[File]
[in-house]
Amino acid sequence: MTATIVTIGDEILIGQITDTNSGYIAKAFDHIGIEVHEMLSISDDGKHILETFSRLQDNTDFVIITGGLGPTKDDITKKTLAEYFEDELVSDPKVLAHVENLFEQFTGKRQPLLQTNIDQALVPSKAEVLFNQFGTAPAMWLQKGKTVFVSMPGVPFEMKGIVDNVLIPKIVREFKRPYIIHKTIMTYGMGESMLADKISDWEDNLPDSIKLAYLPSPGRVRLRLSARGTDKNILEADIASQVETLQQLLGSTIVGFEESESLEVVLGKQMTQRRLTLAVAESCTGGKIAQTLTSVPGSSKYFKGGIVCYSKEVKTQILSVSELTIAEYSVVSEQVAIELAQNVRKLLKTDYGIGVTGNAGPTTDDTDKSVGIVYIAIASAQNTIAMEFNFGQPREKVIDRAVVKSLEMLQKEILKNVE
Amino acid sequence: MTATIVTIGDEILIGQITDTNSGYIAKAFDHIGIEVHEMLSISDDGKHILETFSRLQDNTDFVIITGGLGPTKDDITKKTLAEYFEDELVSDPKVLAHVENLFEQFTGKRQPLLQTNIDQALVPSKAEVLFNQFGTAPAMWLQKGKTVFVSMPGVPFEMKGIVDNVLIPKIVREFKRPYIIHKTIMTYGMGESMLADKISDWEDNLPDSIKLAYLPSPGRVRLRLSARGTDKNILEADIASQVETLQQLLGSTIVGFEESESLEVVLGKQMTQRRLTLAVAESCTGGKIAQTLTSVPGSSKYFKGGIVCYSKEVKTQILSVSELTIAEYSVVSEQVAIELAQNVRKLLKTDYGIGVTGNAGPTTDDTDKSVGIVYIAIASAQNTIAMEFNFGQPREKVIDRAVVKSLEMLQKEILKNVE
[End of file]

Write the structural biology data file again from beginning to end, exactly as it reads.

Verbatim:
[in-house]
Amino acid sequence: MTATIVTIGDEILIGQITDTNSGYIAKAFDHIGIEVHEMLSISDDGKHILETFSRLQDNTDFVIITGGLGPTKDDITKKTLAEYFEDELVSDPKVLAHVENLFEQFTGKRQPLLQTNIDQALVPSKAEVLFNQFGTAPAMWLQKGKTVFVSMPGVPFEMKGIVDNVLIPKIVREFKRPYIIHKTIMTYGMGESMLADKISDWEDNLPDSIKLAYLPSPGRVRLRLSARGTDKNILEADIASQVETLQQLLGSTIVGFEESESLEVVLGKQMTQRRLTLAVAESCTGGKIAQTLTSVPGSSKYFKGGIVCYSKEVKTQILSVSELTIAEYSVVSEQVAIELAQNVRKLLKTDYGIGVTGNAGPTTDDTDKSVGIVYIAIASAQNTIAMEFNFGQPREKVIDRAVVKSLEMLQKEILKNVE
Amino acid sequence: MTATIVTIGDEILIGQITDTNSGYIAKAFDHIGIEVHEMLSISDDGKHILETFSRLQDNTDFVIITGGLGPTKDDITKKTLAEYFEDELVSDPKVLAHVENLFEQFTGKRQPLLQTNIDQALVPSKAEVLFNQFGTAPAMWLQKGKTVFVSMPGVPFEMKGIVDNVLIPKIVREFKRPYIIHKTIMTYGMGESMLADKISDWEDNLPDSIKLAYLPSPGRVRLRLSARGTDKNILEADIASQVETLQQLLGSTIVGFEESESLEVVLGKQMTQRRLTLAVAESCTGGKIAQTLTSVPGSSKYFKGGIVCYSKEVKTQILSVSELTIAEYSVVSEQVAIELAQNVRKLLKTDYGIGVTGNAGPTTDDTDKSVGIVYIAIASAQNTIAMEFNFGQPREKVIDRAVVKSLEMLQKEILKNVE